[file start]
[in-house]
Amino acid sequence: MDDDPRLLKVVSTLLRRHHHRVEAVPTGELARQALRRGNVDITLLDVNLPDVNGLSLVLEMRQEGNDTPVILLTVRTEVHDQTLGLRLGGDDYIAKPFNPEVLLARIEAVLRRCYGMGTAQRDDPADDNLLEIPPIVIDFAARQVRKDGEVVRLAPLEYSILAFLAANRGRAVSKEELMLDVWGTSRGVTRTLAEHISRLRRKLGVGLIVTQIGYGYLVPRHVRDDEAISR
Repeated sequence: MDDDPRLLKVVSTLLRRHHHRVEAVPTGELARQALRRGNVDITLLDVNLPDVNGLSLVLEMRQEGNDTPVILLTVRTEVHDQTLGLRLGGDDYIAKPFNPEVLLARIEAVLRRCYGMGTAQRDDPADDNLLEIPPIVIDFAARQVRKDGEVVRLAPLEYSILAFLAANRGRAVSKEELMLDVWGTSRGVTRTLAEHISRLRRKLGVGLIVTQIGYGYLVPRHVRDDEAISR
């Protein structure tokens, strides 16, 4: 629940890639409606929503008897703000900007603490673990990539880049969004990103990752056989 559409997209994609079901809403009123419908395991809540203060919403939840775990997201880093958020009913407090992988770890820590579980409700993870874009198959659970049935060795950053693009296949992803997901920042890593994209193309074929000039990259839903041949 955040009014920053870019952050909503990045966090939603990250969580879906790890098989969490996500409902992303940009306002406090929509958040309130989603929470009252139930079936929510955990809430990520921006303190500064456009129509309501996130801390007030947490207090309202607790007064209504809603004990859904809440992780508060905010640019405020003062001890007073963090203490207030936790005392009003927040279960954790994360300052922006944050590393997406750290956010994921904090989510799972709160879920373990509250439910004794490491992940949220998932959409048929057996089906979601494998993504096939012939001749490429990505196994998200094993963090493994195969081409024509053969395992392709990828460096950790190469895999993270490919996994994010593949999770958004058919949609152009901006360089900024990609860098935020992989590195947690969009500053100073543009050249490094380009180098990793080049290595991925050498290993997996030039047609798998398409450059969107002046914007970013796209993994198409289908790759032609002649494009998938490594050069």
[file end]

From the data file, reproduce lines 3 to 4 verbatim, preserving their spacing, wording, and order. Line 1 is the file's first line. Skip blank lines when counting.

Repeated sequence: MDDDPRLLKVVSTLLRRHHHRVEAVPTGELARQALRRGNVDITLLDVNLPDVNGLSLVLEMRQEGNDTPVILLTVRTEVHDQTLGLRLGGDDYIAKPFNPEVLLARIEAVLRRCYGMGTAQRDDPADDNLLEIPPIVIDFAARQVRKDGEVVRLAPLEYSILAFLAANRGRAVSKEELMLDVWGTSRGVTRTLAEHISRLRRKLGVGLIVTQIGYGYLVPRHVRDDEAISR
């Protein structure tokens, strides 16, 4: 629940890639409606929503008897703000900007603490673990990539880049969004990103990752056989 559409997209994609079901809403009123419908395991809540203060919403939840775990997201880093958020009913407090992988770890820590579980409700993870874009198959659970049935060795950053693009296949992803997901920042890593994209193309074929000039990259839903041949 955040009014920053870019952050909503990045966090939603990250969580879906790890098989969490996500409902992303940009306002406090929509958040309130989603929470009252139930079936929510955990809430990520921006303190500064456009129509309501996130801390007030947490207090309202607790007064209504809603004990859904809440992780508060905010640019405020003062001890007073963090203490207030936790005392009003927040279960954790994360300052922006944050590393997406750290956010994921904090989510799972709160879920373990509250439910004794490491992940949220998932959409048929057996089906979601494998993504096939012939001749490429990505196994998200094993963090493994195969081409024509053969395992392709990828460096950790190469895999993270490919996994994010593949999770958004058919949609152009901006360089900024990609860098935020992989590195947690969009500053100073543009050249490094380009180098990793080049290595991925050498290993997996030039047609798998398409450059969107002046914007970013796209993994198409289908790759032609002649494009998938490594050069």